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Sailors juggle travel, training, fundraising to make Olympic dream possible

They say it takes more than just skill and athleticism to get to the Olympics — and that's certainly true for sailors Erin Rafuse and Danielle Boyd.

Erin Rafuse, Danielle Boyd get fundraising boost from members of the Tragically Hip

Erin Rafuse and Danielle Boyd out for an evening sail in Miami during the 2016 World Cup. The pair recently raised $80,000 to make their Rio Olympics dream come true — with help from a couple of members of the Tragically Hip. (Team Rafuse Boyd)

They say it takes more than just skill and athleticism to get to the Olympics: it takes support from friends, family, and a lot of money.

That's even more true for Olympians whose chosen sport is both new to the 2016 Rio de Janeiro Games and kind of obscure. Just ask sailors — and first-time Olympians — Danielle Boyd and Erin Rafuse. 

Boyd, from Kingston, Ont., and Rafuse, from Halifax, will head to Rio this summer, sailing in a newly recognized Olympic class called 49erFX.

"Our sport is probably one of the most expensive, unfortunately," said Boyd. "A lot of our costs go towards equipment, backup equipment, accommodation, coaching, fees when we need [to pay] them. And flights, travel, food ... pretty much anything you can think of. But the largest cost is definitely equipment and travel."

Speaking of equipment and travel: Maple, the boat they'll be competing with in Rio, is already in Brazil.

It was shipped there at a cost of about $2,500, said Boyd. On Friday, the pair headed to Rio to set it up for training, where it will remain until the Games get underway.

The boat itself and the sails cost about $40,000, she said. They're required to have three boats.  

Danielle Boyd, left, and Erin Rafuse, right, sailing for Canada at the 2015 Pan Am Games in Toronto. (Will Ricketson/U.S. Sailing)

Tragically Hip help with fundraising

The team had a goal to raise $82,000 — or $10 per kilometre to Rio — and they just about reached it Thursday night at an auction fundraiser at the Kingston Yacht Club, where Boyd got her start in the sport. 

Their website marks their progress with a donation tracker and includes videos that illustrate the daily work that goes into Olympic-level sailing.

Among the items on offer at the auction was a pair of tickets to the final show of the Tragically Hip's farewell tour on Aug. 20 at the K-Rock Centre in Kingston. The tickets were donated by band member Gord Sinclair — a family friend of the Boyds — who performed at the fundraiser with his side project The Taxi Dancers, alongside Hip bandmate Rob Baker.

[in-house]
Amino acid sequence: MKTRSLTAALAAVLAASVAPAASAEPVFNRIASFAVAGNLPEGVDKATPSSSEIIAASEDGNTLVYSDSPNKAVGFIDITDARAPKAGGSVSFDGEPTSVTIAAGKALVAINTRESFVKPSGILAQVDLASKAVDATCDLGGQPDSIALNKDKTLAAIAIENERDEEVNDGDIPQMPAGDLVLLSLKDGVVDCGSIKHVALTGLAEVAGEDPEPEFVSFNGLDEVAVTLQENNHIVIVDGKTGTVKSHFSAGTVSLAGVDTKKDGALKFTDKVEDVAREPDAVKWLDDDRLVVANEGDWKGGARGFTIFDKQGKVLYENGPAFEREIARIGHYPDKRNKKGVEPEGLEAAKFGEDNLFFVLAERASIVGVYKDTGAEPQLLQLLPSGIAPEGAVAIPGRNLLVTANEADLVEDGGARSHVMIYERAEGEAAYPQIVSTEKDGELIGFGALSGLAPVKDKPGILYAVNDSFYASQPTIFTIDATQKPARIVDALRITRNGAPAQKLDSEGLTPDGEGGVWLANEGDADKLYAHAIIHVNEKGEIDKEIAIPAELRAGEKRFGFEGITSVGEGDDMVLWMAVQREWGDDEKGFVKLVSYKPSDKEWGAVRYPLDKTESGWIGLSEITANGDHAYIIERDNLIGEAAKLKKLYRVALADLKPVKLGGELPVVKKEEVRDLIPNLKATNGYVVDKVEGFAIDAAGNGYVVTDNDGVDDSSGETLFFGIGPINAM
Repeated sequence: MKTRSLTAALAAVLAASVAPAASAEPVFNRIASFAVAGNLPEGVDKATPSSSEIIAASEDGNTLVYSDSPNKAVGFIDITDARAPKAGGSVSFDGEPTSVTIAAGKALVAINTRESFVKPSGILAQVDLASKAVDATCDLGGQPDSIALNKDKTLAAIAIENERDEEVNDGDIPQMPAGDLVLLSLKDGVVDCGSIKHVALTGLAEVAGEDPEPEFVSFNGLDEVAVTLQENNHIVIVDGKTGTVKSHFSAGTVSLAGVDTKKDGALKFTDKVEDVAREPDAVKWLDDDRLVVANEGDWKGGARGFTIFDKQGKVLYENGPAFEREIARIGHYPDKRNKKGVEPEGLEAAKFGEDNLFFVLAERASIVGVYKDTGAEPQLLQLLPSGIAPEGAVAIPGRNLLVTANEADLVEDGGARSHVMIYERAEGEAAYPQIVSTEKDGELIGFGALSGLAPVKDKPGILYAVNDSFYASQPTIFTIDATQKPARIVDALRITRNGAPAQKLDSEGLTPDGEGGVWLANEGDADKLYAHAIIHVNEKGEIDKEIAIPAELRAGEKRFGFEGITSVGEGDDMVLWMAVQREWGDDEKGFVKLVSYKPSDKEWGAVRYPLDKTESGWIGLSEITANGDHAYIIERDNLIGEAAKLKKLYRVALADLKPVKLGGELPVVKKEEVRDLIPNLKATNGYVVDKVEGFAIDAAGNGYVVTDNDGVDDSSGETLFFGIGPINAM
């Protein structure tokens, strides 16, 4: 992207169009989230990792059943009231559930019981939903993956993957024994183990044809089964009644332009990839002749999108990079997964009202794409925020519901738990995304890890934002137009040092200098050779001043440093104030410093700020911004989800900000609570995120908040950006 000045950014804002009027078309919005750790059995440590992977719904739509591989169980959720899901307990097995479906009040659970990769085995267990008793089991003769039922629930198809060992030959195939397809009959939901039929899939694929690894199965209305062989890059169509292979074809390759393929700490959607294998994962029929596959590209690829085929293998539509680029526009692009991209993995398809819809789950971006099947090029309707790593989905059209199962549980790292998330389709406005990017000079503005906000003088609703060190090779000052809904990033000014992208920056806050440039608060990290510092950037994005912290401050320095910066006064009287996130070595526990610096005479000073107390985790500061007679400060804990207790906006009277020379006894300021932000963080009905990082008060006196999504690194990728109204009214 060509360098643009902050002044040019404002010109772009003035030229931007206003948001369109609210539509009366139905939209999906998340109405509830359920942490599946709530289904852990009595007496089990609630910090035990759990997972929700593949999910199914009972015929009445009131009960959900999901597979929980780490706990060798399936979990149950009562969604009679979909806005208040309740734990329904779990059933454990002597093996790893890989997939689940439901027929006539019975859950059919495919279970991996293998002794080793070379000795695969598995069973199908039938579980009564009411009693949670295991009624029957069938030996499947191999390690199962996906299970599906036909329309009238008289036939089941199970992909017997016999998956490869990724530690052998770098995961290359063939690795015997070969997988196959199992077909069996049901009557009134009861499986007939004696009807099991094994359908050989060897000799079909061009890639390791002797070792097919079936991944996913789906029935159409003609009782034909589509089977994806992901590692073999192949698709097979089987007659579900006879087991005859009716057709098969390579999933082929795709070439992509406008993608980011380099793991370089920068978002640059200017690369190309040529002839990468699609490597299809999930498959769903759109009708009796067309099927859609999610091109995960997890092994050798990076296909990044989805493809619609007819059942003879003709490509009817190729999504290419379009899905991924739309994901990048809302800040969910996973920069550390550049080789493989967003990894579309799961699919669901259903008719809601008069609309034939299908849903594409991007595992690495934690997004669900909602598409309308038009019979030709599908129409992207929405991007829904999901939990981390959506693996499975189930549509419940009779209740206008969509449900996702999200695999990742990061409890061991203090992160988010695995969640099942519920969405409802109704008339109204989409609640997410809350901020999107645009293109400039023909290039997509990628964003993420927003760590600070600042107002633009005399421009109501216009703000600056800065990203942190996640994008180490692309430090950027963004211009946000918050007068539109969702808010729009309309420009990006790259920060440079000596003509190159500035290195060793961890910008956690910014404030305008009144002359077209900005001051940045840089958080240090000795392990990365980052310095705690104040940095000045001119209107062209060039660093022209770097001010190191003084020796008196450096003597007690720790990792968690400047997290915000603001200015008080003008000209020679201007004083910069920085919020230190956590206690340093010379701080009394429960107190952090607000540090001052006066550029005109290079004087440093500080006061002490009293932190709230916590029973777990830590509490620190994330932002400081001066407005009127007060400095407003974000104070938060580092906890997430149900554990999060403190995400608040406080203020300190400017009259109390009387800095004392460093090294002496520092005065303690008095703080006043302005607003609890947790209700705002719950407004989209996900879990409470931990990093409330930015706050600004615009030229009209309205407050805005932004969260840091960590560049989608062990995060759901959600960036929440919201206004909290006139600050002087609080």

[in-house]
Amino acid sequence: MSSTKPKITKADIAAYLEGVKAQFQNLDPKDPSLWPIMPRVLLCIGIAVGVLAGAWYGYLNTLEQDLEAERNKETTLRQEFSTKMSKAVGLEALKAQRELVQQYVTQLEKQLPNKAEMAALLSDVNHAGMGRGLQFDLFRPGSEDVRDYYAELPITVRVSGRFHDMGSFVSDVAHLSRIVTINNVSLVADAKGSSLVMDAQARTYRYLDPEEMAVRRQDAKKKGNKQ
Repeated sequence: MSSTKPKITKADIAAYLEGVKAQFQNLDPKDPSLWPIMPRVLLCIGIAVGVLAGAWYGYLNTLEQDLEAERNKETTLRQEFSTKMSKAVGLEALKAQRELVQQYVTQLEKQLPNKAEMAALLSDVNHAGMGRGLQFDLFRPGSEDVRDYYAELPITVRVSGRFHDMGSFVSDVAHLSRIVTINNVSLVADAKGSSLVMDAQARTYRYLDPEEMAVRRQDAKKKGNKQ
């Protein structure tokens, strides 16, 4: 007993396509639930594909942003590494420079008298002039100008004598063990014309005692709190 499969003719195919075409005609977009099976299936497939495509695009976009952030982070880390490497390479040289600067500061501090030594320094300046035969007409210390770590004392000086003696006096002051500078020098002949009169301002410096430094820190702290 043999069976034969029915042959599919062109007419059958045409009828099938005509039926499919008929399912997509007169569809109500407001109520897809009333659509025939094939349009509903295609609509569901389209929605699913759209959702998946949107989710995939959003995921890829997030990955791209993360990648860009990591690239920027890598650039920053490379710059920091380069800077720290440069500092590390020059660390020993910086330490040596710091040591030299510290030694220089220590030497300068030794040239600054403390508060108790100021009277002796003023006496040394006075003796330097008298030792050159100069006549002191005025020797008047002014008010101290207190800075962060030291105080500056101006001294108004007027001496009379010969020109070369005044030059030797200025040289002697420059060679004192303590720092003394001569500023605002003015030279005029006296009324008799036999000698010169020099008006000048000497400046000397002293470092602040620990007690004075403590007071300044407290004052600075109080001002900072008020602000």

The Tragically Hip's Gord Sinclair, left, performs at a fundraiser for sailors Danielle Boyd and Erin Rafuse with his side project The Taxi Dancers. Fellow Hip guitarist Rob Baker, far right, partially obscured, also performed. (Mary Leduc )

"I went to [elementary] school with Colin Sinclair, Gord's son, and we became quite good friends at a young age. And our parents just stayed in touch over the years," said Boyd. 

"So we just asked. And this is before they even announced their final tour. And Gord agreed completely and was like, 'I'll bring Robbie Baker as well,'" she said.

With their Olympic fundraising goal now reached, the pair say they can place more time and energy on these crucial training days leading up to the Rio Games.

Solo to tandem

The pair come from different sailing backgrounds: Rafuse spent most of her development sailing solo, while Boyd mostly sailed in tandem. After spending more than three years together as a team, however, they say they've gotten so close that they can practically read each other's minds. 

Olympians Erin Rafuse and Danielle Boyd in Rio for training in 2015. (Team Rafuse Boyd)

"When we're sailing, and it's windy sometimes, we can't even hear each other. So we've definitely developed quite a strict script and dialogue for situations and what we're trying to execute at the time," said Boyd.

"I remember in the beginning sometimes [Erin] just might not say the same things that she was thinking because she would just assume that I would do it," she added. "So that's one thing we've worked on. And it's come a long way, and we're doing a lot better with that, and it's made a huge improvement in our sailing overall."

Rafuse and Boyd's website features a donation tracker which marks the fundraising progress with a sailboat heading to Rio. (Team Rafuse Boyd)

"We live together 24-7 so it can get a bit intense at times, said Rafuse. "But we know how to work around each other and put it all together."

Rafuse and Boyd both draw on their psychology degrees to get into each other's heads, with Rafuse earning her degree at Carleton University in 2012.

Boyd's degree, in psychology and English, is from Dalhousie University. She said she also draws on the English degree to help her cope with the demands of living an Olympian's life.

"I tend to live in a little bit of a fantasy land while we're going around, so when I need to be happy I think of... my favourite books and... what those heroes always learn," said Boyd.

"I'm a big Game of Thrones fan, so I'll mostly go with, 'OK, my life isn't as hard as how Arya Stark is doing right now.'"

Danielle Boyd, left, and Erin Rafuse, right, will be heading to the Rio Games this summer to compete in the new 49erFX sailing event. (Mary Leduc)

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